Powers of Attorney and Guardianship: What’s the Difference?

A few months ago, Don Stewart discovered that his 80-year-old father, Robert, had fallen behind in paying his bills. He also discovered that someone else had been signing his  father’s checks and a substantial amount of money was missing from his savings account. Robert said he had no idea what happened.

Robert Stewart, once vibrant and energetic, had recently been diagnosed with Dementia and Alzheimer’s Disease and he had not told his son.

Dividing his time between raising his own young family and trying to help his aging father, Don was starting to feel the strain of the dual responsibilities.

What should Don do to preserve his dad’s wealth? What legal assistance should Don seek to help his father with financial, health, and business affairs?

Don had two choices. He could seek guardianship over his father’s person and/or property, or he could consider obtaining a Financial Power of Attorney and a Durable Power of Attorney for Health Care. In fact, the latter can be done in advance to avoid seeking the appointment of a Guardian or Conservator (Guardian of Property) in Probate Court. 

Given his father’s state of affairs, it is important that Don begin to assist his father immediately. It is key to remember that a Power of Attorney can only be granted while the person is mentally and physically capable of making that decision. Once a person becomes incapacitated, they cannot grant Power of Attorney to another person.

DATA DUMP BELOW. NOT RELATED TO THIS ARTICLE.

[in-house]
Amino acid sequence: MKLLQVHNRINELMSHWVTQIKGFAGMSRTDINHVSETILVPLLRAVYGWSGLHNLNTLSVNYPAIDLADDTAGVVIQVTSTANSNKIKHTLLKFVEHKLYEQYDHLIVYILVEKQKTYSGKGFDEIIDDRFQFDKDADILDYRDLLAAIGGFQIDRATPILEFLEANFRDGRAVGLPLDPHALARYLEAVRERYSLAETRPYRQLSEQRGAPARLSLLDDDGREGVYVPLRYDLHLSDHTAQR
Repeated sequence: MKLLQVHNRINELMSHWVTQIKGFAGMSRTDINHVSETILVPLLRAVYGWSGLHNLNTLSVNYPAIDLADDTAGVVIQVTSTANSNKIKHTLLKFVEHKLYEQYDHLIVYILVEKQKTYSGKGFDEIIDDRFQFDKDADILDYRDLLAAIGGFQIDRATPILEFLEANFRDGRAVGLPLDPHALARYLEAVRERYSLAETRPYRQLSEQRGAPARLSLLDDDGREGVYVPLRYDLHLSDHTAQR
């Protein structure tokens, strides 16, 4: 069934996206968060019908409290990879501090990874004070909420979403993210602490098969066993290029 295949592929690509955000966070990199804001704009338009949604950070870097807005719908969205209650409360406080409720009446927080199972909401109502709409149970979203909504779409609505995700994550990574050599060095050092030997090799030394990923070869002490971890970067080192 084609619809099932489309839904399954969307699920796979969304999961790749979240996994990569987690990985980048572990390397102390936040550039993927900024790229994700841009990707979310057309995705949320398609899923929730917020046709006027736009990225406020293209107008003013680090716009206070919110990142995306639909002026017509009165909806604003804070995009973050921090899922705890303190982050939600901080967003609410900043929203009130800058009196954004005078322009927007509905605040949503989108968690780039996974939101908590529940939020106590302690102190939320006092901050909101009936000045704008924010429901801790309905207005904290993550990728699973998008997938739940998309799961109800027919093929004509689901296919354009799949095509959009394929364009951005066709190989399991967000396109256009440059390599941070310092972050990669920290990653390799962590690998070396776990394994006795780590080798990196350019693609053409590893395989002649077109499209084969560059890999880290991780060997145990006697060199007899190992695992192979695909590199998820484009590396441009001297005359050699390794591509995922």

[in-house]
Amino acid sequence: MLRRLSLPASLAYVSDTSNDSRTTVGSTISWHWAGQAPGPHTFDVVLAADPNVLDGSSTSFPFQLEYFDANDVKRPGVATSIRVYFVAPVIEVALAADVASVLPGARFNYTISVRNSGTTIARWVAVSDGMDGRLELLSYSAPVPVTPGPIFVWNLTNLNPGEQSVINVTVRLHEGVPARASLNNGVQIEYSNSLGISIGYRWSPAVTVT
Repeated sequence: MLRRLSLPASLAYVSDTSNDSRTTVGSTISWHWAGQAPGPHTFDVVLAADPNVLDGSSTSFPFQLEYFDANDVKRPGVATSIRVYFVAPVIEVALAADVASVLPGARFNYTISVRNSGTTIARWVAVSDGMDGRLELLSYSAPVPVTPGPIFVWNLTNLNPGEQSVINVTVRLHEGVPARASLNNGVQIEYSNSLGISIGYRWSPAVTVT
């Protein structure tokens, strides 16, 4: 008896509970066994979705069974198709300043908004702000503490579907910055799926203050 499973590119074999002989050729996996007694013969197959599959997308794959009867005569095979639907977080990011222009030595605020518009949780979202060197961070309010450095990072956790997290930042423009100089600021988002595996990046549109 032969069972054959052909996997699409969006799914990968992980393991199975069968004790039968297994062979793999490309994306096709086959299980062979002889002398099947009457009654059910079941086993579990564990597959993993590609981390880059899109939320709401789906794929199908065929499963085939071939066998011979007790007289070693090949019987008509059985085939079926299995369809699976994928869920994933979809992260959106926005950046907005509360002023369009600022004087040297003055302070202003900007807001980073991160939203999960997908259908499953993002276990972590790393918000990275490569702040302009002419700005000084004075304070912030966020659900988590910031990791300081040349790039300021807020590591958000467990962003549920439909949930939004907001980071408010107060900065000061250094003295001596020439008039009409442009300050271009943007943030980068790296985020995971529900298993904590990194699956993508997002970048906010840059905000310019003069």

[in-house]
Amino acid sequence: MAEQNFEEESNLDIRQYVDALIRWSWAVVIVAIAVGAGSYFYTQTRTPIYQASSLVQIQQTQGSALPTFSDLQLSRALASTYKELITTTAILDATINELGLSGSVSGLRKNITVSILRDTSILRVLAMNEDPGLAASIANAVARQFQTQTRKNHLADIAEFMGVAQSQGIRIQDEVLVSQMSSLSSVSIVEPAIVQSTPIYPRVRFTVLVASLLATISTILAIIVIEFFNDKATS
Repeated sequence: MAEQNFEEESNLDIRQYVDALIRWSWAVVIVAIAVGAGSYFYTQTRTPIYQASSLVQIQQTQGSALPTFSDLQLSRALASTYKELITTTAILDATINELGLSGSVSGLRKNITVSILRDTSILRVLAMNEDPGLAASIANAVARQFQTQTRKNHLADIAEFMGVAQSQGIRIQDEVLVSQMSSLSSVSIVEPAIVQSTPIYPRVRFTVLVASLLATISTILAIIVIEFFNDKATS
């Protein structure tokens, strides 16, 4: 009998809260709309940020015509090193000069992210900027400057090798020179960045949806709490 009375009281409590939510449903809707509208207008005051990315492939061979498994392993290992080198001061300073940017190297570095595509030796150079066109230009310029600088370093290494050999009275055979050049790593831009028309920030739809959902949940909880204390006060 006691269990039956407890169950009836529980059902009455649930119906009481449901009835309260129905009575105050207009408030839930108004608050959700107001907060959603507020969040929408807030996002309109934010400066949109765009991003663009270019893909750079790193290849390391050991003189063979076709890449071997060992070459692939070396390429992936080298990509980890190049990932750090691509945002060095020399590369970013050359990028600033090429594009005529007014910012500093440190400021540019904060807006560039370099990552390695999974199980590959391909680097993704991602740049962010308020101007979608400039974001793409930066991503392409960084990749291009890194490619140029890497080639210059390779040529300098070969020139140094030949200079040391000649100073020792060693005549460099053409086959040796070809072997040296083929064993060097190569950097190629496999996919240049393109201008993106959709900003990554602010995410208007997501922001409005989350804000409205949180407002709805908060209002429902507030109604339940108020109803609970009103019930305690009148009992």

If Don’s father is not capable of selecting a Power of Attorney and a Durable Power of Attorney for Health Care, then Don must go to the Probate Court to be appointed as his father’s guardian and/or conservator.

The court requires that a prospective ward be in one or more of the following conditions: incapacitated by reason of mental illness or mental retardation, mental disability, physical illness or disability or chronic use of drugs or alcohol to the extent that the adult lacks sufficient understanding or capacity.

Even though Don has some serious decisions to make, one decision is apparent — being proactive is the smartest decision he could make for his father.

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